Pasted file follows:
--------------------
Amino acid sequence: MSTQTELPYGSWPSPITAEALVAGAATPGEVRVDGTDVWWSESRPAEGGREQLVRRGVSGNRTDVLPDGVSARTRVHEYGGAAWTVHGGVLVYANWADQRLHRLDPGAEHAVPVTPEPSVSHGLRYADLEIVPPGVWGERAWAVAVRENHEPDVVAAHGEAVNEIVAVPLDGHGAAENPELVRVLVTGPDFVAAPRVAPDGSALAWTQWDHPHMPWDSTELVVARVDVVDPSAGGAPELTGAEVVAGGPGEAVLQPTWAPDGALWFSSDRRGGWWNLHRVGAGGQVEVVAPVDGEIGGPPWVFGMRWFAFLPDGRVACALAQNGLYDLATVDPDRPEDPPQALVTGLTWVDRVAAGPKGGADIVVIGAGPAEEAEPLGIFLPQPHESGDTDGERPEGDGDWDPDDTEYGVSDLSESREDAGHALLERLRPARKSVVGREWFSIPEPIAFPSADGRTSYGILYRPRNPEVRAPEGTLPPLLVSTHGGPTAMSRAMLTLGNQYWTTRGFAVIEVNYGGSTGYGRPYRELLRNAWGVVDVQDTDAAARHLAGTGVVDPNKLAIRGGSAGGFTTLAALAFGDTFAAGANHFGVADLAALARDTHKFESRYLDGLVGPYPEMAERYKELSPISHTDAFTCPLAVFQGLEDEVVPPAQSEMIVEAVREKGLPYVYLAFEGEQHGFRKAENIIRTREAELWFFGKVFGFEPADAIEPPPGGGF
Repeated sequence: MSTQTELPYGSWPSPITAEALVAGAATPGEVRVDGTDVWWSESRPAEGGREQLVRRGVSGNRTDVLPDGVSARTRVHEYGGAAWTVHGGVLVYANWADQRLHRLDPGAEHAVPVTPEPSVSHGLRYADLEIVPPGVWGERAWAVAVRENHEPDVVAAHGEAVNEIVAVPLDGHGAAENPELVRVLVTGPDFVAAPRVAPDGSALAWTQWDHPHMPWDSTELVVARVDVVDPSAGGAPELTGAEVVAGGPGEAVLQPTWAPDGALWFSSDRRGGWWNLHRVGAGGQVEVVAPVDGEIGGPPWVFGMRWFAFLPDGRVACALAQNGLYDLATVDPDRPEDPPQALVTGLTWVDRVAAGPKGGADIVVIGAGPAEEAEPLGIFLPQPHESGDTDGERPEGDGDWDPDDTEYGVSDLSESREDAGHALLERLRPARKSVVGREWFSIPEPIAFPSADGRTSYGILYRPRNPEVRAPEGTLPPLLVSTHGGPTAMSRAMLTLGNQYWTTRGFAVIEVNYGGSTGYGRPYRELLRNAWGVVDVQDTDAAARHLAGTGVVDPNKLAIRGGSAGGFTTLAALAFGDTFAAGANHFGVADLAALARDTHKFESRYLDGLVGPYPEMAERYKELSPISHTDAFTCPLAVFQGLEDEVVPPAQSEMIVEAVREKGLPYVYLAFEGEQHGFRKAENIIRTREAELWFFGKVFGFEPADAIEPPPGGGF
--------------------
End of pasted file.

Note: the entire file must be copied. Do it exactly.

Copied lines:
Amino acid sequence: MSTQTELPYGSWPSPITAEALVAGAATPGEVRVDGTDVWWSESRPAEGGREQLVRRGVSGNRTDVLPDGVSARTRVHEYGGAAWTVHGGVLVYANWADQRLHRLDPGAEHAVPVTPEPSVSHGLRYADLEIVPPGVWGERAWAVAVRENHEPDVVAAHGEAVNEIVAVPLDGHGAAENPELVRVLVTGPDFVAAPRVAPDGSALAWTQWDHPHMPWDSTELVVARVDVVDPSAGGAPELTGAEVVAGGPGEAVLQPTWAPDGALWFSSDRRGGWWNLHRVGAGGQVEVVAPVDGEIGGPPWVFGMRWFAFLPDGRVACALAQNGLYDLATVDPDRPEDPPQALVTGLTWVDRVAAGPKGGADIVVIGAGPAEEAEPLGIFLPQPHESGDTDGERPEGDGDWDPDDTEYGVSDLSESREDAGHALLERLRPARKSVVGREWFSIPEPIAFPSADGRTSYGILYRPRNPEVRAPEGTLPPLLVSTHGGPTAMSRAMLTLGNQYWTTRGFAVIEVNYGGSTGYGRPYRELLRNAWGVVDVQDTDAAARHLAGTGVVDPNKLAIRGGSAGGFTTLAALAFGDTFAAGANHFGVADLAALARDTHKFESRYLDGLVGPYPEMAERYKELSPISHTDAFTCPLAVFQGLEDEVVPPAQSEMIVEAVREKGLPYVYLAFEGEQHGFRKAENIIRTREAELWFFGKVFGFEPADAIEPPPGGGF
Repeated sequence: MSTQTELPYGSWPSPITAEALVAGAATPGEVRVDGTDVWWSESRPAEGGREQLVRRGVSGNRTDVLPDGVSARTRVHEYGGAAWTVHGGVLVYANWADQRLHRLDPGAEHAVPVTPEPSVSHGLRYADLEIVPPGVWGERAWAVAVRENHEPDVVAAHGEAVNEIVAVPLDGHGAAENPELVRVLVTGPDFVAAPRVAPDGSALAWTQWDHPHMPWDSTELVVARVDVVDPSAGGAPELTGAEVVAGGPGEAVLQPTWAPDGALWFSSDRRGGWWNLHRVGAGGQVEVVAPVDGEIGGPPWVFGMRWFAFLPDGRVACALAQNGLYDLATVDPDRPEDPPQALVTGLTWVDRVAAGPKGGADIVVIGAGPAEEAEPLGIFLPQPHESGDTDGERPEGDGDWDPDDTEYGVSDLSESREDAGHALLERLRPARKSVVGREWFSIPEPIAFPSADGRTSYGILYRPRNPEVRAPEGTLPPLLVSTHGGPTAMSRAMLTLGNQYWTTRGFAVIEVNYGGSTGYGRPYRELLRNAWGVVDVQDTDAAARHLAGTGVVDPNKLAIRGGSAGGFTTLAALAFGDTFAAGANHFGVADLAALARDTHKFESRYLDGLVGPYPEMAERYKELSPISHTDAFTCPLAVFQGLEDEVVPPAQSEMIVEAVREKGLPYVYLAFEGEQHGFRKAENIIRTREAELWFFGKVFGFEPADAIEPPPGGGF